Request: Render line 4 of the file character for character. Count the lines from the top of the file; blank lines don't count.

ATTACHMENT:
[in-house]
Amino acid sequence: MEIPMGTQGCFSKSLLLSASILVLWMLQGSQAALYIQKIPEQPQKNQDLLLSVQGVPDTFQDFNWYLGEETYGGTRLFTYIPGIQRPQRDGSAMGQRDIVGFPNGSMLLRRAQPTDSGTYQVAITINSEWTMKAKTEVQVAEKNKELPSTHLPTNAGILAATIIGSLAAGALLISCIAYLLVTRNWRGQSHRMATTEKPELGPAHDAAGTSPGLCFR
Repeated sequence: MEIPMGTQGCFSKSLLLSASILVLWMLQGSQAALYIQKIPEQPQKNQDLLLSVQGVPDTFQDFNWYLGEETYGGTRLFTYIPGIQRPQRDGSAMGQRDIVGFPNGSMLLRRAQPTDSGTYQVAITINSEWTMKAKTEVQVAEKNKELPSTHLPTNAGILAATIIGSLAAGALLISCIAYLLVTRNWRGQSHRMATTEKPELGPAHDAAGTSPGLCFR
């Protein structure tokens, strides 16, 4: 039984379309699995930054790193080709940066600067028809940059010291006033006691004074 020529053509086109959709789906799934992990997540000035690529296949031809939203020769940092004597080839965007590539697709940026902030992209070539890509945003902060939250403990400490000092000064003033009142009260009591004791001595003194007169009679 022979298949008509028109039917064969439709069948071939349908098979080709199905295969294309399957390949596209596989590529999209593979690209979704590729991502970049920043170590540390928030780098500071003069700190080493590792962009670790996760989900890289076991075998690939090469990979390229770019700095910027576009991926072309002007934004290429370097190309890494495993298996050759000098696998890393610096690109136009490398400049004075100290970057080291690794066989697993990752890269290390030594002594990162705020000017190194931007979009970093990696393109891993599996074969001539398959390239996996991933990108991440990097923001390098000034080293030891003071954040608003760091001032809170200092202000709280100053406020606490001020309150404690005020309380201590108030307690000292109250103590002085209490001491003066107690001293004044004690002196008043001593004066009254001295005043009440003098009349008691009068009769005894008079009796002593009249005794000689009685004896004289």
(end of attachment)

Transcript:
């Protein structure tokens, strides 16, 4: 039984379309699995930054790193080709940066600067028809940059010291006033006691004074 020529053509086109959709789906799934992990997540000035690529296949031809939203020769940092004597080839965007590539697709940026902030992209070539890509945003902060939250403990400490000092000064003033009142009260009591004791001595003194007169009679 022979298949008509028109039917064969439709069948071939349908098979080709199905295969294309399957390949596209596989590529999209593979690209979704590729991502970049920043170590540390928030780098500071003069700190080493590792962009670790996760989900890289076991075998690939090469990979390229770019700095910027576009991926072309002007934004290429370097190309890494495993298996050759000098696998890393610096690109136009490398400049004075100290970057080291690794066989697993990752890269290390030594002594990162705020000017190194931007979009970093990696393109891993599996074969001539398959390239996996991933990108991440990097923001390098000034080293030891003071954040608003760091001032809170200092202000709280100053406020606490001020309150404690005020309380201590108030307690000292109250103590002085209490001491003066107690001293004044004690002196008043001593004066009254001295005043009440003098009349008691009068009769005894008079009796002593009249005794000689009685004896004289």